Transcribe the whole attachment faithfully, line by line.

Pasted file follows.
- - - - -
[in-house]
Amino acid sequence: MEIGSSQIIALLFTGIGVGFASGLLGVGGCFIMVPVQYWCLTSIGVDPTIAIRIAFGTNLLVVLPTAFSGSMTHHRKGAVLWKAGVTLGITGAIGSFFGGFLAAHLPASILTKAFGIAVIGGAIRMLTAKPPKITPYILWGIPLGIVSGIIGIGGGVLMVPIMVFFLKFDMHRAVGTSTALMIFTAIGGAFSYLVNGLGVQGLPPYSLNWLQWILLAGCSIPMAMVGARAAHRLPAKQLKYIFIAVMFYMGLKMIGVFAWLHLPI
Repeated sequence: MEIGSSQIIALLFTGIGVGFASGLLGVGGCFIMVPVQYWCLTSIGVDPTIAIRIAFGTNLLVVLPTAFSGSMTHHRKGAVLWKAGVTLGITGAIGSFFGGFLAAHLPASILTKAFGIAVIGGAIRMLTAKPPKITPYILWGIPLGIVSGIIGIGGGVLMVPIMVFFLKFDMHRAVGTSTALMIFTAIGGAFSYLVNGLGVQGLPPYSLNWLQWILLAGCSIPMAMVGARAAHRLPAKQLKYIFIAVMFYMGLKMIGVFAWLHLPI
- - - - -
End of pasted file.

[in-house]
Amino acid sequence: MEIGSSQIIALLFTGIGVGFASGLLGVGGCFIMVPVQYWCLTSIGVDPTIAIRIAFGTNLLVVLPTAFSGSMTHHRKGAVLWKAGVTLGITGAIGSFFGGFLAAHLPASILTKAFGIAVIGGAIRMLTAKPPKITPYILWGIPLGIVSGIIGIGGGVLMVPIMVFFLKFDMHRAVGTSTALMIFTAIGGAFSYLVNGLGVQGLPPYSLNWLQWILLAGCSIPMAMVGARAAHRLPAKQLKYIFIAVMFYMGLKMIGVFAWLHLPI
Repeated sequence: MEIGSSQIIALLFTGIGVGFASGLLGVGGCFIMVPVQYWCLTSIGVDPTIAIRIAFGTNLLVVLPTAFSGSMTHHRKGAVLWKAGVTLGITGAIGSFFGGFLAAHLPASILTKAFGIAVIGGAIRMLTAKPPKITPYILWGIPLGIVSGIIGIGGGVLMVPIMVFFLKFDMHRAVGTSTALMIFTAIGGAFSYLVNGLGVQGLPPYSLNWLQWILLAGCSIPMAMVGARAAHRLPAKQLKYIFIAVMFYMGLKMIGVFAWLHLPI